Shifts in bacterial community composition were analyzed by polymerase chain reaction (PCR) amplification of a portion of the bacterial 16S rRNA gene, followed by DGGE and sequencing. Bacterial community DNA was extracted from 500 to 1000 mL of seawater filtered onto 0.2 µm pore size, 47 mm diameter, SUPOR-200 polyethersulfone filters (Pall). Filters were frozen at −80°C until extraction. DNA was extracted from the filters by the method of [73] with slight modifications. Briefly a quarter of a 47 mm diameter filter was placed in a Rnases and Dnases free tube and cells were lysed with freshly prepared lysozyme solution (1 mg mL−1, final concentration) in saline SET buffer (400 mM NaCl, 750 mM sucrose, 20 mM EDTA, 50 mM Tris-HCl, pH 9) for 30 min at 37°C. Proteinase K (100 µg mL−1, final concentration) and sodium dodecyl sulfate (SDS: 1%, final concentration) were added to the tubes and incubated for 12 h at 55°C. The supernatant was transferred in a fresh 15 mL PPCO tube (NUNC). The filter was washed with 1 mL of TE buffer (5 mM Tris-HCl, pH 7.5, 50 mM EDTA), which was then pooled with the lysate. 50 µg of t-RNA (Baker Roche Applied Science) per sample was added as a coprecipitant. To precipitate the DNA 1/10 of volume 3M NaAc (pH 5.2) and 2.5 volume 99.6% ethanol were added into the 15 mL tubes and incubated for 1 hr at −20°C. Samples were centrifuged at 20,000 x g, for 20 min, at 4°C to pellet the DNA. The pellet was washed with 70% ice-cold ethanol. Precipitated DNA was resuspended in MilliQ water and quantified fluorometrically (PicoGreen; Molecular Probes).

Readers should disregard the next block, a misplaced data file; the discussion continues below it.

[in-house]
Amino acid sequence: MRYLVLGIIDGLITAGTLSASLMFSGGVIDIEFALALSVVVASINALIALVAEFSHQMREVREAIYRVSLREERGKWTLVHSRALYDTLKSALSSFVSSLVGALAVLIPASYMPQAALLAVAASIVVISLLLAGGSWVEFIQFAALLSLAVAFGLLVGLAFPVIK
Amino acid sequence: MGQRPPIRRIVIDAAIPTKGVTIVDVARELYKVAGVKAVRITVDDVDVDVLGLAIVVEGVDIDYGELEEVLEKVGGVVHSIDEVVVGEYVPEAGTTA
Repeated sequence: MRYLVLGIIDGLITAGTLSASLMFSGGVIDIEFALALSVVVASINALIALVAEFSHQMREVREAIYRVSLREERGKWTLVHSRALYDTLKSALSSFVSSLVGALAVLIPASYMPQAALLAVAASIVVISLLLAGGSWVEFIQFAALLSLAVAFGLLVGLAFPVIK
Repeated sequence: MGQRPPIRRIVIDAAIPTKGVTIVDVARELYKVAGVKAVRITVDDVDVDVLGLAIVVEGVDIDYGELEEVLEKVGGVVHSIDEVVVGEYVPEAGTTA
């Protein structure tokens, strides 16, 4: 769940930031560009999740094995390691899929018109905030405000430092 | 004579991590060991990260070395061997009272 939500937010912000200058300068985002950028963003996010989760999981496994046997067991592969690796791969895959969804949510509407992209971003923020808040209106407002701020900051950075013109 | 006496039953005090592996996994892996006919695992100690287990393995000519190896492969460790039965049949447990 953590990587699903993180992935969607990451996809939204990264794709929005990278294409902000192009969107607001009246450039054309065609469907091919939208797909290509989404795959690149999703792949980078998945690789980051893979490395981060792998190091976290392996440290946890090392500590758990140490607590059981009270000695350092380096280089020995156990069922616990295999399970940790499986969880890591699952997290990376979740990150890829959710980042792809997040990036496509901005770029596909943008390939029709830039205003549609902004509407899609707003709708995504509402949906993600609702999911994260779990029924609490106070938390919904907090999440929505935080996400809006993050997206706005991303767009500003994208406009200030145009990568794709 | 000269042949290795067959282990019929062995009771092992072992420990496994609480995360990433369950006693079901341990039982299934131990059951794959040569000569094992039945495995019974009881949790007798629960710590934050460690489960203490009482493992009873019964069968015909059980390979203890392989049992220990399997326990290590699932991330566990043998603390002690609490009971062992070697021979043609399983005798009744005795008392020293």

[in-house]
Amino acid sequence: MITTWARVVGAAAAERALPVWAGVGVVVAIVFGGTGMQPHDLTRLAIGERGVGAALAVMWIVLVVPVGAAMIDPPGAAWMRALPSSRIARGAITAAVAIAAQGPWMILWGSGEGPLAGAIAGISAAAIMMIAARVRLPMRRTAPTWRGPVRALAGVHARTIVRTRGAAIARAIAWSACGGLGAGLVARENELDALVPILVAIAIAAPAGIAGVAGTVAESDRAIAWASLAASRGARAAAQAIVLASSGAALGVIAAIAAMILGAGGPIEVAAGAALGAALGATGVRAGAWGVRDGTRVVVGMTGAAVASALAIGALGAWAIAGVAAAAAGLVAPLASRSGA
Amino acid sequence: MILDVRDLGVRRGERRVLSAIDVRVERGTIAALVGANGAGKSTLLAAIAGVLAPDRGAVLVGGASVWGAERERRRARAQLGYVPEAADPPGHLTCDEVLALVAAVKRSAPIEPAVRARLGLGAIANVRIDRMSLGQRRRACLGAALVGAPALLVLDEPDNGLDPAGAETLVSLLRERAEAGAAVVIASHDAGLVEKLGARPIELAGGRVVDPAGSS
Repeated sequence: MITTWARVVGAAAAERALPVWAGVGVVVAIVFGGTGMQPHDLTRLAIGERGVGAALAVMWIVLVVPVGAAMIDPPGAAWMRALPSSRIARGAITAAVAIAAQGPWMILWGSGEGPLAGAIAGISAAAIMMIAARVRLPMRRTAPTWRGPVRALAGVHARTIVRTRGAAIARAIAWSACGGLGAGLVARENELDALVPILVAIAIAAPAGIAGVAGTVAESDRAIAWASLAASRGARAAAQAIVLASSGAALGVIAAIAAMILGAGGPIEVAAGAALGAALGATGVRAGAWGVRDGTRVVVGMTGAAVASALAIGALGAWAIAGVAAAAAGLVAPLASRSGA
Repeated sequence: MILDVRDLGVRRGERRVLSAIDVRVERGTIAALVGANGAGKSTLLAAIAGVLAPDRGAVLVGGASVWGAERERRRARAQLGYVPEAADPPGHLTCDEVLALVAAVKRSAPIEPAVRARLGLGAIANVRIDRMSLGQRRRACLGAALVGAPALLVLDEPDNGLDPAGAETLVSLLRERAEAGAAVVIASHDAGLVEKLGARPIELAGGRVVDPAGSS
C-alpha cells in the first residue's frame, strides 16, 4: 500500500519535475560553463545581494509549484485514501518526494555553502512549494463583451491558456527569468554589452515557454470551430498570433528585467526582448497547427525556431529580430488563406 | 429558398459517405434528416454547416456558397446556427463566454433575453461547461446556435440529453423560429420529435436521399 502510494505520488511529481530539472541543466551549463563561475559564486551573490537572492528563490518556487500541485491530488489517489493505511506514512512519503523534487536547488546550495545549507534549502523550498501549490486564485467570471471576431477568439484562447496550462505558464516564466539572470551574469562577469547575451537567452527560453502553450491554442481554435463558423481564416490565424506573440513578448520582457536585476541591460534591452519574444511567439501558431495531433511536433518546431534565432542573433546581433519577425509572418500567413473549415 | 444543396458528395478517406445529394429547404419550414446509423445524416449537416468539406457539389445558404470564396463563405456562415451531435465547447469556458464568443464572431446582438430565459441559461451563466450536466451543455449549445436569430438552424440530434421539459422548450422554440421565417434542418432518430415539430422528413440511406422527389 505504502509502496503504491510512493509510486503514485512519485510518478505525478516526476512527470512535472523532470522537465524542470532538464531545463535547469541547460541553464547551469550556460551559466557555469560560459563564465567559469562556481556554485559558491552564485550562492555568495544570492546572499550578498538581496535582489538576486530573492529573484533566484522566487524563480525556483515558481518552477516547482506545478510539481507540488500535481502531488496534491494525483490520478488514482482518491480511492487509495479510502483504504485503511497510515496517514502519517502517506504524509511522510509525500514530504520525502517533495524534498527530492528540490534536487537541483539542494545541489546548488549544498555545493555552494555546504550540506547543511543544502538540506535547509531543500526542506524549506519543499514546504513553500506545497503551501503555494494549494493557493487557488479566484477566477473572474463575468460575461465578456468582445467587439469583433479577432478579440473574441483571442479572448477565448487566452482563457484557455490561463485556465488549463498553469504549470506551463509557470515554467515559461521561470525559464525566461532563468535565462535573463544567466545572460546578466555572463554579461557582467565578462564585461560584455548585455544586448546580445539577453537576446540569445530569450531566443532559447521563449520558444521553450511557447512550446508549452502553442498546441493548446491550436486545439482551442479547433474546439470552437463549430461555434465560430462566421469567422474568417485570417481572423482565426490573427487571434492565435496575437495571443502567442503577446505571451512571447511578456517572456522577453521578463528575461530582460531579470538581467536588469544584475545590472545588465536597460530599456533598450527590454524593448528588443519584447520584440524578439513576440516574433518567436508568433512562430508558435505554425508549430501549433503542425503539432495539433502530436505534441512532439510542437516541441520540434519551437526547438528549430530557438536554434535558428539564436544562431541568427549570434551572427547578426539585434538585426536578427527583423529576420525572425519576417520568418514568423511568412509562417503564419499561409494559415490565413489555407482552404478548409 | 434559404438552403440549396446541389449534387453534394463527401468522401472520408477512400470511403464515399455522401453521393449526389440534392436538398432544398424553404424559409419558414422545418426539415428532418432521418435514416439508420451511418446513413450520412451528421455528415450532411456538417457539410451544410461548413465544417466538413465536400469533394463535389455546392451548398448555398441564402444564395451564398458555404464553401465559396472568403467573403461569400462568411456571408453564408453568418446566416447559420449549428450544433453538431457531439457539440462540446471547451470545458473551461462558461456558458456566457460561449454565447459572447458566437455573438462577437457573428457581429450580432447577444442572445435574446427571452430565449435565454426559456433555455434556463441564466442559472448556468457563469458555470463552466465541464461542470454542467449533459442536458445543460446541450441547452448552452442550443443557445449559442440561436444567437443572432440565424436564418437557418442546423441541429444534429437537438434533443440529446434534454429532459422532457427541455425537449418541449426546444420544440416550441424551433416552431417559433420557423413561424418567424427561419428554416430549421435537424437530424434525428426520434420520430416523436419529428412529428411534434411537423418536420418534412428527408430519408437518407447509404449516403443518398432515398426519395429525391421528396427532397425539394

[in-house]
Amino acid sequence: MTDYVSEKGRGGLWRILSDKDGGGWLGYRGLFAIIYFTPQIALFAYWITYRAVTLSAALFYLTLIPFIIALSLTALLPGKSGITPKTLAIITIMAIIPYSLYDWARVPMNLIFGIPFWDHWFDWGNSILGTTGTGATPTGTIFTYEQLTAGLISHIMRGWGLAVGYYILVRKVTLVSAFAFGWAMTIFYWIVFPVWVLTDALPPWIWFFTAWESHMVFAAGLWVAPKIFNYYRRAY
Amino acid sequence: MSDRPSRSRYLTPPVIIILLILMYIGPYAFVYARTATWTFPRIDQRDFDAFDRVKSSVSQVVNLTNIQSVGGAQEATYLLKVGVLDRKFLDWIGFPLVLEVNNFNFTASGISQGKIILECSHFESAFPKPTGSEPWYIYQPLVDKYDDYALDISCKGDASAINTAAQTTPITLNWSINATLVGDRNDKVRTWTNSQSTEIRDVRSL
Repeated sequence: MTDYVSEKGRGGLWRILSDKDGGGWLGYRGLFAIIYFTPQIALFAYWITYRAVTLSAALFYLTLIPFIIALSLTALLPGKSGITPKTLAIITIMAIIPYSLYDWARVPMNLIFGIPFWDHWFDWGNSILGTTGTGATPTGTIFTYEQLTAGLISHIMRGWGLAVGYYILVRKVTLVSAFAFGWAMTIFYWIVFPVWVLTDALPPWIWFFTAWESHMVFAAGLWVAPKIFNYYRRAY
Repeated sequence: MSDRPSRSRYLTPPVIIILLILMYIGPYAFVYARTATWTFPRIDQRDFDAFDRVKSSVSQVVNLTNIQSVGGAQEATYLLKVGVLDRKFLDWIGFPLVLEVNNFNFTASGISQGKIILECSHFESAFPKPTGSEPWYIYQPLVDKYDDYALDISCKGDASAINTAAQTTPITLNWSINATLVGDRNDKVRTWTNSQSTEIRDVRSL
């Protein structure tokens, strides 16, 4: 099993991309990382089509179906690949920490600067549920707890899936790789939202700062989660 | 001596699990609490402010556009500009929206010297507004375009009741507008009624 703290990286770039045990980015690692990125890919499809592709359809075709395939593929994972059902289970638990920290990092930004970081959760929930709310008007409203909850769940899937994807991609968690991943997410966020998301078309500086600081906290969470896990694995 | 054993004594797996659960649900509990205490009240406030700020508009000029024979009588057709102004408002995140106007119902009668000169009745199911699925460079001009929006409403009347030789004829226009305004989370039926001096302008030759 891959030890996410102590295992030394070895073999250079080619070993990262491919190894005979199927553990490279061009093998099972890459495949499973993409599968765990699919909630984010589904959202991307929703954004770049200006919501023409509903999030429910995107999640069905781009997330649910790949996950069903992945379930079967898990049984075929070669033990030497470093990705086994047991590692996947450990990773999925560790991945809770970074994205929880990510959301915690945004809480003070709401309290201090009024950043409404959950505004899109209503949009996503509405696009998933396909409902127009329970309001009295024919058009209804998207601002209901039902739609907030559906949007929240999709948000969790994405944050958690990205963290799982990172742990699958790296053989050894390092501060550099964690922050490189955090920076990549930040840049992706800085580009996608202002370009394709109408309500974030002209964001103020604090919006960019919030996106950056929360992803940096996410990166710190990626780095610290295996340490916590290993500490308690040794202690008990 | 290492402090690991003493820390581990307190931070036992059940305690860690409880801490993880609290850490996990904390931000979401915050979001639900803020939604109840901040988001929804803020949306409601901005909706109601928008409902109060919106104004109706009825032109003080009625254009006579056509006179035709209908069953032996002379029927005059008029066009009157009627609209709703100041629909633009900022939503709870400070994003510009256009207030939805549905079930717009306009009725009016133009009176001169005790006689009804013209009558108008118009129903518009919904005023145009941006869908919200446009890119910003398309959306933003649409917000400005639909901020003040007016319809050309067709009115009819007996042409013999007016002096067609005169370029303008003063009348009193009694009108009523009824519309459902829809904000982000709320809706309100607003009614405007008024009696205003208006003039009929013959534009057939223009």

For Bacteria, a 16S rRNA gene fragment was amplified by PCR using a Eubacteria set, consisting of a universal primer complementary to position 517 to 534 (5′-ATTACCGCGGCTGCTGG-3′) and a bacterial primer complementary to position 341 to 358 with a 40-bp GC clamp (underlined) (5′-CGCCCGCCGCGCGCGGCGGGCGGGGCGGGGGCACGGGGGG CCTACGGGAGGCAGCAG-3′ [74]), following the protocol described in detail by [68]. After an initial denaturation for 5 min at 94°C, samples were amplified for 30 cycles by touchdown PCR [75]. For each cycle, denaturation was at 94°C for 1 min. Annealing was for 1 min at a temperature which decreased 1°C every two cycles from an initial 65°C to a final of 50°C. Primer extension was at 72°C for 3 min in each cycle, with a final 7-min extension following the last cycle. A negtive control, in which the template was replaced with an equal volume of sterile water, was included in each batch of PCRs.